Soumya Ravichandran

Meet Soumya Ravichandran, a UCLA senior majoring in Psychobiology. Soumya was was able to present her research at the Obesity Society Obesity Week 2020 conference. Recently, she was also published as a first author in Scientific Reports for her paper titled, “Alterations in reward network functional connectivity are associated with increased food addiction in obese individuals.”

Soumya has been conducting research as part of Dr. Arpana Gupta’s lab in the Division of Digestive Diseases in the UCLA Department of Medicine.


How did you first get involved in your research project?

While I had some exposure to research in high school, it was my interest in neuroscience that propelled me to join my current lab during my freshman year of college under my PI, Dr. Arpana Gupta. During my first few quarters in the lab, I spent my time learning the basics of neuroimaging modalities and performing literature reviews on the brain-gut axis. As I became more acclimated with the lab, my PI encouraged me to shadow another student who was researching sex differences in resting state connectivity in obese individuals. It was through this experience that I became fascinated with exploring the neural correlates of food addiction across males and females. With the help of my PI and research mentors, I decided to pursue this independent research project through the next year with the goal of finding sex-specific connectivity differences in individuals with food addiction that could clinically contribute to the variability seen in their response to diet interventions.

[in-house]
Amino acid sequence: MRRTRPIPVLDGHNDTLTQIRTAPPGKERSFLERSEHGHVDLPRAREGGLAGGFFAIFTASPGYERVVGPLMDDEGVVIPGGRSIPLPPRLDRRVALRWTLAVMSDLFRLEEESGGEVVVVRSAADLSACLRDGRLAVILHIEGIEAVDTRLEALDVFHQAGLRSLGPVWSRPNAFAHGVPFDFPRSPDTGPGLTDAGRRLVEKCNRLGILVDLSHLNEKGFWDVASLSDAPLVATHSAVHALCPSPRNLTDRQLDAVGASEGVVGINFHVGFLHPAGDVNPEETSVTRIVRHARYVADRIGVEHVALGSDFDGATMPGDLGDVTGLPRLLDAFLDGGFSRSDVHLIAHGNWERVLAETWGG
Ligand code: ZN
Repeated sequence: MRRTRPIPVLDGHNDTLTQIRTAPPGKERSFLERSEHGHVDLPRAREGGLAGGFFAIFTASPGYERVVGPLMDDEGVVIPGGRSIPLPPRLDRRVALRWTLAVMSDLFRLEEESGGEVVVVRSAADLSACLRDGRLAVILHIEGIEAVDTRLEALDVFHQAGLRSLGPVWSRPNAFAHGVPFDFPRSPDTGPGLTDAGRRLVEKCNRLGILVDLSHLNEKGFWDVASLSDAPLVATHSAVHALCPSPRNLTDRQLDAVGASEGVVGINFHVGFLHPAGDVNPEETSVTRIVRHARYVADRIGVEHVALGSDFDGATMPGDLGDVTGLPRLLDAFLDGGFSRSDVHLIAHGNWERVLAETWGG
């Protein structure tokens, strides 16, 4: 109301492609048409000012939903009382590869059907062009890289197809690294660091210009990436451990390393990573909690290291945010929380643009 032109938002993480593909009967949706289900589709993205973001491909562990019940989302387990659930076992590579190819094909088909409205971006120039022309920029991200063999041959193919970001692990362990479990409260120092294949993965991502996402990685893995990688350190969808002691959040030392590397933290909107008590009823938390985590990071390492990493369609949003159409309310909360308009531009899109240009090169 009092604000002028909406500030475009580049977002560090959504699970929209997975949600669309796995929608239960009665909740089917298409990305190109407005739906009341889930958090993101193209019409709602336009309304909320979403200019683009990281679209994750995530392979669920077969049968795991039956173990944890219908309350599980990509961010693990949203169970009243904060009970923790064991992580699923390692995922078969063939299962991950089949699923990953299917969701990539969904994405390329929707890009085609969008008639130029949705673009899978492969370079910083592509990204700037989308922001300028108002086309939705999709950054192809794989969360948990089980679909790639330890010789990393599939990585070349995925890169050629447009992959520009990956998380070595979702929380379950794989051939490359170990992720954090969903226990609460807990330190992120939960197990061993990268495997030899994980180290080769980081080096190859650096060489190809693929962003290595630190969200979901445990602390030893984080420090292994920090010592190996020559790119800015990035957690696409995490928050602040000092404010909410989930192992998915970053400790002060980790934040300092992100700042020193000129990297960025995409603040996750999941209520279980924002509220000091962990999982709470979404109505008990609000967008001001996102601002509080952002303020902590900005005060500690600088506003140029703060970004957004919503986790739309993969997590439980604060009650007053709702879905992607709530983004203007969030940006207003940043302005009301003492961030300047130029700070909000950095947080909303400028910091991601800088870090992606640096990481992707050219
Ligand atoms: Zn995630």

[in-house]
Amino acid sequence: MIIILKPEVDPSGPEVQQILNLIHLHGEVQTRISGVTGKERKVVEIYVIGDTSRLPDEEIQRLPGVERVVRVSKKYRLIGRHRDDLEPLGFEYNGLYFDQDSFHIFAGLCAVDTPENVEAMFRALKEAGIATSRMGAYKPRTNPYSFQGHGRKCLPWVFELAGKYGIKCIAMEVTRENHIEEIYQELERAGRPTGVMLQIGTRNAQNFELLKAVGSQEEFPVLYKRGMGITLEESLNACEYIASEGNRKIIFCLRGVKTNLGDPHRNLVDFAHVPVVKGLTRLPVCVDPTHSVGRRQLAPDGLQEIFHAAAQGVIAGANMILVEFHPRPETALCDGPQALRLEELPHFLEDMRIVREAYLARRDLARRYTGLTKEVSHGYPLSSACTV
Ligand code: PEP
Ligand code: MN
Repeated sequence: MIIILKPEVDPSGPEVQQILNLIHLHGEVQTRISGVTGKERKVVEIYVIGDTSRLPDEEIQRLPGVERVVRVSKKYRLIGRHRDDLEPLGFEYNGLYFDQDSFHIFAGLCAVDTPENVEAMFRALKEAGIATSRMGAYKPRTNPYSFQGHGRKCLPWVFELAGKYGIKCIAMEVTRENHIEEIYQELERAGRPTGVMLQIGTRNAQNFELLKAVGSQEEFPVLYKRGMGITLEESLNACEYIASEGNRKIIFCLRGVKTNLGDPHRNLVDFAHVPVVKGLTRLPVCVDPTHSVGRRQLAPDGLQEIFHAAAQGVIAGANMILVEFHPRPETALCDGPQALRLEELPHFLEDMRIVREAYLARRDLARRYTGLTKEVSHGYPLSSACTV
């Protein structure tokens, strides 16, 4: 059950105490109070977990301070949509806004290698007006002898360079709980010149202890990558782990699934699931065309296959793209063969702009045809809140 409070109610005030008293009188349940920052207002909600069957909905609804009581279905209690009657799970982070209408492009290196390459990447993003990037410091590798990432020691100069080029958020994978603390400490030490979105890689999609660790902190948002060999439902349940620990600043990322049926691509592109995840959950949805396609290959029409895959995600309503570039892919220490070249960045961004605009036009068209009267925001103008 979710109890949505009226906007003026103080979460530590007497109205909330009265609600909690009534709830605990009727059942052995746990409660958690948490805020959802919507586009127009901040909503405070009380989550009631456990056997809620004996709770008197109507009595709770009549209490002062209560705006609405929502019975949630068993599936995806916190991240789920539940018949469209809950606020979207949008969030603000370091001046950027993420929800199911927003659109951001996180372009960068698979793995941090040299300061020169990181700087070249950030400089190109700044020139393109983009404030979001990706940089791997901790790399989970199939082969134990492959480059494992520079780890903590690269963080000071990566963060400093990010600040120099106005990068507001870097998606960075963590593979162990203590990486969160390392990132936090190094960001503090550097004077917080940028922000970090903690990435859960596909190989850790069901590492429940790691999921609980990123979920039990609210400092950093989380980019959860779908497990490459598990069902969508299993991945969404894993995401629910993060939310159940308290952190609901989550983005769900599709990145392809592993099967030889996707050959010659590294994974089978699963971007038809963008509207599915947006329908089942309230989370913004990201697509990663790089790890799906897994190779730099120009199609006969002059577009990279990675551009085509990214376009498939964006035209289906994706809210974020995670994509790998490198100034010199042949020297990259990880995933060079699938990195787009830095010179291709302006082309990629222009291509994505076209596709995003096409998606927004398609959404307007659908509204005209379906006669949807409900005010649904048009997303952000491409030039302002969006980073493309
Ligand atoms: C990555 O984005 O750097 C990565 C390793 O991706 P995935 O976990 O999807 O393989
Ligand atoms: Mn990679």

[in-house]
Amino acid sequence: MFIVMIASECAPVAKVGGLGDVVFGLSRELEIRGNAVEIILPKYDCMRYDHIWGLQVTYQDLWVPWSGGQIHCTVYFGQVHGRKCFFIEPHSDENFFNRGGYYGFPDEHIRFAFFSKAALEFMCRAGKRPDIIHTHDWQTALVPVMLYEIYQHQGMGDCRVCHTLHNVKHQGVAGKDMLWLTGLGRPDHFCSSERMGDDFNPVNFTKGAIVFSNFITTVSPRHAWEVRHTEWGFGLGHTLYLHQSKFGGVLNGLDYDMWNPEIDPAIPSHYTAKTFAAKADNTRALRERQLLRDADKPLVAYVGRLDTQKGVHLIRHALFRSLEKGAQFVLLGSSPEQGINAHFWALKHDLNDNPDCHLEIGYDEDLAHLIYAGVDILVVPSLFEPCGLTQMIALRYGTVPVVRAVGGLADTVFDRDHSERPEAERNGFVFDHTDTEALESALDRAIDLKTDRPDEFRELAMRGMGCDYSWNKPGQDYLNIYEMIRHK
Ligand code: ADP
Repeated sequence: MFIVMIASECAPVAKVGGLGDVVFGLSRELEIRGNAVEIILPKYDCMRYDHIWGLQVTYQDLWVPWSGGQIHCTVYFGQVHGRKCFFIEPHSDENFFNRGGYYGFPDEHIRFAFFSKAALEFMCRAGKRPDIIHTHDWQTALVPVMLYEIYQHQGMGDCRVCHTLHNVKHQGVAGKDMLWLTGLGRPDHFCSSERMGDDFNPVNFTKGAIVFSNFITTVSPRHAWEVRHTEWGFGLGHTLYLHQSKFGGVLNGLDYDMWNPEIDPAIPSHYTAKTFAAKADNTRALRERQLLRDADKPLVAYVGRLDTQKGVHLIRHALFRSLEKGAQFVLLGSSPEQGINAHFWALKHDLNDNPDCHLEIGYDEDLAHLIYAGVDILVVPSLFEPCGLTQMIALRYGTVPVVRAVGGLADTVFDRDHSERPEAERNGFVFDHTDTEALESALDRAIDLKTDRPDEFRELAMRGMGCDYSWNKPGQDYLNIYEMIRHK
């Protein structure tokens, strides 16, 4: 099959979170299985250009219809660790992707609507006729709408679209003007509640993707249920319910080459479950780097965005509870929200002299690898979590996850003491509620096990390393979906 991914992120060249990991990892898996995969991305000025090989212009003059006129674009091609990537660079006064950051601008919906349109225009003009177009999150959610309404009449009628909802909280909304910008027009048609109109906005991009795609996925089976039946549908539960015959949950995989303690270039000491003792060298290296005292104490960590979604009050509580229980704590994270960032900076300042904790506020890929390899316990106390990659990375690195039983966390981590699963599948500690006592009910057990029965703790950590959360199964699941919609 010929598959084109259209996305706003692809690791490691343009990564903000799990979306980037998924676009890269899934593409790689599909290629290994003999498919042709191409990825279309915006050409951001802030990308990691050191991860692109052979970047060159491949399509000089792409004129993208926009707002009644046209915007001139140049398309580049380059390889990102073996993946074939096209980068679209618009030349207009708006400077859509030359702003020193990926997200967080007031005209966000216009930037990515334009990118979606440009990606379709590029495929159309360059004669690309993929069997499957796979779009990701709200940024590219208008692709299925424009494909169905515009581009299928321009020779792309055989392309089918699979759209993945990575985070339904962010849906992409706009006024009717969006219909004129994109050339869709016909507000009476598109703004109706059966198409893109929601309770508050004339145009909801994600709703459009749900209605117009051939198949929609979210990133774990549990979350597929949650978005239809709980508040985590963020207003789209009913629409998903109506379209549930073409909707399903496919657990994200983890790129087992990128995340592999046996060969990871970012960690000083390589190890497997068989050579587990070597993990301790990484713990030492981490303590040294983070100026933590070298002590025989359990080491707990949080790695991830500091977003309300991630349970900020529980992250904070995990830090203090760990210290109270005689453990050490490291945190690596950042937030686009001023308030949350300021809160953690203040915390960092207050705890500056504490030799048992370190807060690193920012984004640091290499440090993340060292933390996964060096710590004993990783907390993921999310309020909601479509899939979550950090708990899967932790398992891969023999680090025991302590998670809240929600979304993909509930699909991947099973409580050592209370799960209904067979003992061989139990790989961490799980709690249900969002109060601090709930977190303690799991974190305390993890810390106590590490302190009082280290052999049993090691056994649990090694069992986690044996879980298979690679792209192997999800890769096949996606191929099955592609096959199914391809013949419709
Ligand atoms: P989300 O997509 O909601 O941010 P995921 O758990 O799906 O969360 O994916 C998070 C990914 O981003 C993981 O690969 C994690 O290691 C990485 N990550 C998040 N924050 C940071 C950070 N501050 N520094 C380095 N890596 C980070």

How would you describe your research experience at UCLA?

Extremely rewarding. Coming to college, I had no idea the extent of opportunities that undergraduates would be exposed to. With every step of the way in my project, my research mentors and fellow students have offered me such a strong support system by always offering new insights and constructive solutions to my research efforts. I am also extremely grateful to my PI for her constant encouragement, without which I would not have been able to experience such enriching opportunities such as presenting at a national conference or publishing a manuscript. In addition to deepening my own knowledge, being involved in research at UCLA has allowed me to grow as a writer, reader, and independent thinker; all skills that will carry with me onto future endeavors.

What is one piece of advice you have for other students thinking about getting involved in research?

Finding a lab that complements your research interests is incredibly important. Many students often jump into a lab for the sake of a resume boost or simply for the eagerness to get involved in a research project. However, rushing into a lab that you may not be fully interested in often leads to burnout or discouragement when faced with minor setbacks or difficulties. Taking the time to learn about the lab’s work and mentally checking if it is the right fit for you, prior to joining, can benefit you in the long run by making significant strides in your research much easier to achieve.

What are your future career goals?

I plan to attend medical school and pursue my goal of becoming a doctor after completing my undergraduate degree at UCLA. However, through this path, I plan to continue my research involvement and hopefully be able to translate the clinical implications of my research to create tangible improvements in patient care. Prior to my college, I had always thought of a career in medicine and one in research as two mutually exclusive paths. However, I now realize the interconnectedness of these two fields and the imperativeness of research efforts in order to improve the future of medicine with regards to targeted interventions, personalized medicine, and novel therapeutic techniques.